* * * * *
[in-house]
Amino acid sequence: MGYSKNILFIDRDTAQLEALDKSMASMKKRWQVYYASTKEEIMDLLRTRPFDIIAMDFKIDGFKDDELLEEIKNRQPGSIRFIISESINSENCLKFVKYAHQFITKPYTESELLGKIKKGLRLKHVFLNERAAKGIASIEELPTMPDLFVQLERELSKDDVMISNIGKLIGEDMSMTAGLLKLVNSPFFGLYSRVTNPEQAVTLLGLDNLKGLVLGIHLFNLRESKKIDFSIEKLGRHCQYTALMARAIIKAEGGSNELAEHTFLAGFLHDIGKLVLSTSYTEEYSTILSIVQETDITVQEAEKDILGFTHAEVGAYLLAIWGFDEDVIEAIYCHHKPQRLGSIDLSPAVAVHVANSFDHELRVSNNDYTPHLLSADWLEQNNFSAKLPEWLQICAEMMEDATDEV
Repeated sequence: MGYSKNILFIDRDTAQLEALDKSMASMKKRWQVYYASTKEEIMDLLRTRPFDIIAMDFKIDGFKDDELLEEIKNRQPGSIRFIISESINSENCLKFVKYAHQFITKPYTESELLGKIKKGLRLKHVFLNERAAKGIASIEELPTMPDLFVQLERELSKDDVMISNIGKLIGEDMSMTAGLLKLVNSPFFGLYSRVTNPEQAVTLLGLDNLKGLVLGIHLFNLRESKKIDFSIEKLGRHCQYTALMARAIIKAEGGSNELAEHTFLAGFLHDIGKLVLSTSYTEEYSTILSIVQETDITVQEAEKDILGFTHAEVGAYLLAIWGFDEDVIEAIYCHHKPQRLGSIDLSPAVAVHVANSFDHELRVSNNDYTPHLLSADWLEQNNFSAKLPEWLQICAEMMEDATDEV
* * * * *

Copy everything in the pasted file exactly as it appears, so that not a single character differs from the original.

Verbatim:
[in-house]
Amino acid sequence: MGYSKNILFIDRDTAQLEALDKSMASMKKRWQVYYASTKEEIMDLLRTRPFDIIAMDFKIDGFKDDELLEEIKNRQPGSIRFIISESINSENCLKFVKYAHQFITKPYTESELLGKIKKGLRLKHVFLNERAAKGIASIEELPTMPDLFVQLERELSKDDVMISNIGKLIGEDMSMTAGLLKLVNSPFFGLYSRVTNPEQAVTLLGLDNLKGLVLGIHLFNLRESKKIDFSIEKLGRHCQYTALMARAIIKAEGGSNELAEHTFLAGFLHDIGKLVLSTSYTEEYSTILSIVQETDITVQEAEKDILGFTHAEVGAYLLAIWGFDEDVIEAIYCHHKPQRLGSIDLSPAVAVHVANSFDHELRVSNNDYTPHLLSADWLEQNNFSAKLPEWLQICAEMMEDATDEV
Repeated sequence: MGYSKNILFIDRDTAQLEALDKSMASMKKRWQVYYASTKEEIMDLLRTRPFDIIAMDFKIDGFKDDELLEEIKNRQPGSIRFIISESINSENCLKFVKYAHQFITKPYTESELLGKIKKGLRLKHVFLNERAAKGIASIEELPTMPDLFVQLERELSKDDVMISNIGKLIGEDMSMTAGLLKLVNSPFFGLYSRVTNPEQAVTLLGLDNLKGLVLGIHLFNLRESKKIDFSIEKLGRHCQYTALMARAIIKAEGGSNELAEHTFLAGFLHDIGKLVLSTSYTEEYSTILSIVQETDITVQEAEKDILGFTHAEVGAYLLAIWGFDEDVIEAIYCHHKPQRLGSIDLSPAVAVHVANSFDHELRVSNNDYTPHLLSADWLEQNNFSAKLPEWLQICAEMMEDATDEV